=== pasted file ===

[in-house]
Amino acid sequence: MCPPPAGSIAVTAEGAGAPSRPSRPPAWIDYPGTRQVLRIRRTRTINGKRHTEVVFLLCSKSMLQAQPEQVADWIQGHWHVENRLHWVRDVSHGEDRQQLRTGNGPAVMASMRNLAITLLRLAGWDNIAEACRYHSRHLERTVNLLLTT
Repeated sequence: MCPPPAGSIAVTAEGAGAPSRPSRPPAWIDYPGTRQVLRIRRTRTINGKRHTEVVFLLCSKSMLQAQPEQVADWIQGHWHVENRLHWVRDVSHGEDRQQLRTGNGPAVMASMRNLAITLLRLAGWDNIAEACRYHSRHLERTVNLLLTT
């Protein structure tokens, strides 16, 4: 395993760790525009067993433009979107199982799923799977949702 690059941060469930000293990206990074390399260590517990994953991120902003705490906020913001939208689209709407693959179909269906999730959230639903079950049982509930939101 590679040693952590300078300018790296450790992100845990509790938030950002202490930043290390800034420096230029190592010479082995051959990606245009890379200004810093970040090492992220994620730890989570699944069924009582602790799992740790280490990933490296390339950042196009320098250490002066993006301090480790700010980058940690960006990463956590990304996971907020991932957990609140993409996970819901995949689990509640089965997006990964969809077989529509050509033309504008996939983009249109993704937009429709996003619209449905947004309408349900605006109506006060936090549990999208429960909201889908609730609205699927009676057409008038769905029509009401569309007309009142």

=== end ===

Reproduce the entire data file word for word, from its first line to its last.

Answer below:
[in-house]
Amino acid sequence: MCPPPAGSIAVTAEGAGAPSRPSRPPAWIDYPGTRQVLRIRRTRTINGKRHTEVVFLLCSKSMLQAQPEQVADWIQGHWHVENRLHWVRDVSHGEDRQQLRTGNGPAVMASMRNLAITLLRLAGWDNIAEACRYHSRHLERTVNLLLTT
Repeated sequence: MCPPPAGSIAVTAEGAGAPSRPSRPPAWIDYPGTRQVLRIRRTRTINGKRHTEVVFLLCSKSMLQAQPEQVADWIQGHWHVENRLHWVRDVSHGEDRQQLRTGNGPAVMASMRNLAITLLRLAGWDNIAEACRYHSRHLERTVNLLLTT
């Protein structure tokens, strides 16, 4: 395993760790525009067993433009979107199982799923799977949702 690059941060469930000293990206990074390399260590517990994953991120902003705490906020913001939208689209709407693959179909269906999730959230639903079950049982509930939101 590679040693952590300078300018790296450790992100845990509790938030950002202490930043290390800034420096230029190592010479082995051959990606245009890379200004810093970040090492992220994620730890989570699944069924009582602790799992740790280490990933490296390339950042196009320098250490002066993006301090480790700010980058940690960006990463956590990304996971907020991932957990609140993409996970819901995949689990509640089965997006990964969809077989529509050509033309504008996939983009249109993704937009429709996003619209449905947004309408349900605006109506006060936090549990999208429960909201889908609730609205699927009676057409008038769905029509009401569309007309009142």